I’m not talking rich people here. Just about everyone above the age of forty seemed to have at least one of these, and plenty of people had several, even in tiny villages where people still travel on roads via donkey.
Gold has been used for a long time for tooth restoration, since gold can be shaped to look just like a tooth, is hard enough to last for many years, and is basically immune to corrosion. In other words, it makes a great replacement tooth if a natural one ever falls out.
Perhaps dental hygiene has improved somewhat in the last generation or two, which is why the gold teeth seem to be so much more common on the older Azeris than the younger ones. But maybe they’re just too young to need them yet.
8) Azerbaijan once produced half the world’s oil
That’s right, half. Back in 1901, before the Arabian peninsula basically realized its topsoil was just a big sandy blanket over its oil reserves, Azerbaijan produced half the world’s oil, leading to a booming economy, especially around the town of Baku, which is still the epicenter of the country’s oil wealth. Hitler even made a major detour this way while trying to conquer the Soviet Union, intending to use Azerbaijan’s oil to fuel the German war machine and the overall economy.
They have so much oil they can bathe in it. Literally. The town of Naftalan is famous for its crude oil baths, which were popular during the Soviet era for their alleged health benefits, and have been seeing a resurgence of popularity as of late.
And it’s not just oil, but natural gas, too. Several natural gas vents have been discovered, such as the sacred site of Ateshgah (which has long since run out, though it has since been replaced with a modern gas line to reignite the eternal flame of the temple), and the still-burning Yanar Dag, which is a 10 meter-long wall of fire emerging right out of the ground, and which has been on fire since the 1950s. This may or may not have something to do with Azerbaijan’s name meaning “land of fire” in Persian. Maybe.
9) Azerbaijan was (sort of) the first region to declare independence from the Soviet Union
So the first Soviet Republic to declare independence from the Soviet Union was Lithuania, in March of 1990, but the first region was Nakhchivan, in January of the same year. Nakhchivan has something of an independent spirit, which may come from its distance from the capital of Baku, or its current state as a disconnected exclave on the other side of Armenia. Either way, they’re proud of their independent sliver of Azerbaijani culture, and they were the first to officially let the Soviet Union know about it.
10) It’s home to over 40% of the world’s mud volcanoes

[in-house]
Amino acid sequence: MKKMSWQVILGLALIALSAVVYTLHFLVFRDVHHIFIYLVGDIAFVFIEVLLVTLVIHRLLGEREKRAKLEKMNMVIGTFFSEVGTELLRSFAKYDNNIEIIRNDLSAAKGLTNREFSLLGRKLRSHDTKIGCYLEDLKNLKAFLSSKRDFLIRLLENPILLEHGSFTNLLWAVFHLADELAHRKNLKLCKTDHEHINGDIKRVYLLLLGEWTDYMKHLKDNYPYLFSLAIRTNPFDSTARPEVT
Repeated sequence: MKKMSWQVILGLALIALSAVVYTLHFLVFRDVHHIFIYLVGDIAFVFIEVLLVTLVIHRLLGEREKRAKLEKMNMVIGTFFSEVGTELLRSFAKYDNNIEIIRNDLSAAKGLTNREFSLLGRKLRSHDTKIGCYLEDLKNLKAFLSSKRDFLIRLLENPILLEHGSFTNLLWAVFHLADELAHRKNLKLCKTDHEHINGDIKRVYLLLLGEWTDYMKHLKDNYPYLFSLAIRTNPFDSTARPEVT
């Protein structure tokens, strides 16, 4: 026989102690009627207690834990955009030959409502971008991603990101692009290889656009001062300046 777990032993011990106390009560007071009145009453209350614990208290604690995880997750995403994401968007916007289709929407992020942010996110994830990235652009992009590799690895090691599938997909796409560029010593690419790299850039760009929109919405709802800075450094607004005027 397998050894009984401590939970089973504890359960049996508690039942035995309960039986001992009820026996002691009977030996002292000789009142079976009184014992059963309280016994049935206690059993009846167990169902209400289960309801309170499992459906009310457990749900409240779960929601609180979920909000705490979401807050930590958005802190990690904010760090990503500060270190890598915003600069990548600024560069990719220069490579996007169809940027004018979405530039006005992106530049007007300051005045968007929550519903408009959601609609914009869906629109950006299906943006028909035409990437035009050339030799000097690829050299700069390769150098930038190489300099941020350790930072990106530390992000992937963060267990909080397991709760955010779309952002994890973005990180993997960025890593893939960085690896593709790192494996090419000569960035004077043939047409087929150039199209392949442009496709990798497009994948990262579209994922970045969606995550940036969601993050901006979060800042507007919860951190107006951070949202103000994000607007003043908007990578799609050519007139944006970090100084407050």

Of the 1000 or so in the world, 400 of them are in tiny Azerbaijan. Remember all that natural gas they have? It bubbles up to the surface and pushes forth the mud, often in tiny, gurgling bubbles, but occasionally in more violent eruptions, which can even be deadly.
For the most part though, they’re downright adorable. But I think it was probably good for the collective psyche of Azerbaijan that the name of the country means Land of Fire instead of Land of Exploding Mud, which it very well could have been.
11) It’s home to the world’s second-tallest flag pole
This thing is massive, at 162 meters tall. The flag itself is 70 by 35 meters, and it often gets so windy that they have to lower it to half mast.
For a while, it was actually the world’s tallest, when it was first completed in 2010, but has since been overtaken by the one in Dushanbe, Tajikistan.
The flag flies over a massive square often used for public ceremonies, and can be seen from the central city’s coastline, flying over the bay, visible from afar.
12) They bake bread in vertical ovens
Known as a tandoor (but spelled tendir in Azeri), these cylindrical ovens feature a blazing hot fire on the inside, and the bread is placed along the inner walls, where it’s exposed directly to the heat of the coals within the same chamber. The dough is sticky enough that they can just slap it on, and they fish it out with a metal hook when it’s ready.
The tandoor is common throughout Central Asia and other nearby regions, but it hasn’t quite caught on elsewhere. But the bread that comes out of it is great, so maybe it should.
13) It’s home to one of the last collective farms
This may or may not last for very long, but the town of Ivanovka is home to a population of Russian religious exiles who came over in the mid 19th century, and still work on one of the last remaining collective farms from the era of the Soviet Union.
The town is home to just a few thousand people, and is an unusual bastion of Russian culture in the middle of an otherwise culturally distinct country that has more or less tried to move on from its Soviet past. The collective economy of Ivanovka might not last forever, but it’s been working this whole time, as very few still do.